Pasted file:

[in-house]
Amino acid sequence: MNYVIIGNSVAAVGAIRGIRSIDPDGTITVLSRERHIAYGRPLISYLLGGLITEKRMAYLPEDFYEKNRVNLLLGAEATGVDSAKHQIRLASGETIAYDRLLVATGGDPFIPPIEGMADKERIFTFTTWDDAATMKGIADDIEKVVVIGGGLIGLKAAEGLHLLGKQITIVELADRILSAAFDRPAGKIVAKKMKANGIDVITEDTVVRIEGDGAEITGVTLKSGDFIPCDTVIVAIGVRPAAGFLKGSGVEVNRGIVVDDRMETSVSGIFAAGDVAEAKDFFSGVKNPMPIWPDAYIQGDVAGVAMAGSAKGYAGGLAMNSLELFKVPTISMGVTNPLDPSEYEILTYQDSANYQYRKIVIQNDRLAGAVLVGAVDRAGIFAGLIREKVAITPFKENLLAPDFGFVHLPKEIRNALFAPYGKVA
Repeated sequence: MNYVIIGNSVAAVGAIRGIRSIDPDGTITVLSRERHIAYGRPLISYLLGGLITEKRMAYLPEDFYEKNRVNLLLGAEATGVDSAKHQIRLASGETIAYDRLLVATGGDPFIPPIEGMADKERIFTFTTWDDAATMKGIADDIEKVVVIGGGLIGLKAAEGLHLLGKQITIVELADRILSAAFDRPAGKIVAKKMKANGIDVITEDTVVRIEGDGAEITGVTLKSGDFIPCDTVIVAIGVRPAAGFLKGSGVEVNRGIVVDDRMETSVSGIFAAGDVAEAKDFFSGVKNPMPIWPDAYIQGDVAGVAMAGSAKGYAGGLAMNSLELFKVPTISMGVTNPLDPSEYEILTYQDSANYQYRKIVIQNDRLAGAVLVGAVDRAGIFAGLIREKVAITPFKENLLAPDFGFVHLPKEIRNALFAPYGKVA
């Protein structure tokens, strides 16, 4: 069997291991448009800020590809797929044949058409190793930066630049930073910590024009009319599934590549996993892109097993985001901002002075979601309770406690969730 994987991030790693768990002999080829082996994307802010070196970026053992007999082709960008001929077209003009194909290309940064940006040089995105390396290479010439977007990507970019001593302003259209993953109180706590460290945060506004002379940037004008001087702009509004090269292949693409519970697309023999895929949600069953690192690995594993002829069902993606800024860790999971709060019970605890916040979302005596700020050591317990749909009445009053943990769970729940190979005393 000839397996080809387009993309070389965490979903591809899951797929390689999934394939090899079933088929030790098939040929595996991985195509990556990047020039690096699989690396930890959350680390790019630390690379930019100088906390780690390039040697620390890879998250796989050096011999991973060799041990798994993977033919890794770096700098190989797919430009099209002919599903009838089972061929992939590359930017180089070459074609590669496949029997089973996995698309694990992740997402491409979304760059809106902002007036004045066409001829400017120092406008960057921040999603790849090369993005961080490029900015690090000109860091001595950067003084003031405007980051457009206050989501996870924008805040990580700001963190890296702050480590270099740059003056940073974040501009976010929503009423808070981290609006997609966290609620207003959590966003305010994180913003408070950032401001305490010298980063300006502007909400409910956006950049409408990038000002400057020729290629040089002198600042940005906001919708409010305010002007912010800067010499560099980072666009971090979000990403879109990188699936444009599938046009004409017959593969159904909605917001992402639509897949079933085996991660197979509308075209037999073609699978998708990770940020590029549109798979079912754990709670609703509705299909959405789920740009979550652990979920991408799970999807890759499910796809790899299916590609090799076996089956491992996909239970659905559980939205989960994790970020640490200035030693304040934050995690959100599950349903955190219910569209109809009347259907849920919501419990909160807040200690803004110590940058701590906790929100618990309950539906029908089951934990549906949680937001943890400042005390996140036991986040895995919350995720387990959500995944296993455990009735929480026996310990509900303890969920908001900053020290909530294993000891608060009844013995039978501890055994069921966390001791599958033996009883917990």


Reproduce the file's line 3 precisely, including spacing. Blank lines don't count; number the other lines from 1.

Repeated sequence: MNYVIIGNSVAAVGAIRGIRSIDPDGTITVLSRERHIAYGRPLISYLLGGLITEKRMAYLPEDFYEKNRVNLLLGAEATGVDSAKHQIRLASGETIAYDRLLVATGGDPFIPPIEGMADKERIFTFTTWDDAATMKGIADDIEKVVVIGGGLIGLKAAEGLHLLGKQITIVELADRILSAAFDRPAGKIVAKKMKANGIDVITEDTVVRIEGDGAEITGVTLKSGDFIPCDTVIVAIGVRPAAGFLKGSGVEVNRGIVVDDRMETSVSGIFAAGDVAEAKDFFSGVKNPMPIWPDAYIQGDVAGVAMAGSAKGYAGGLAMNSLELFKVPTISMGVTNPLDPSEYEILTYQDSANYQYRKIVIQNDRLAGAVLVGAVDRAGIFAGLIREKVAITPFKENLLAPDFGFVHLPKEIRNALFAPYGKVA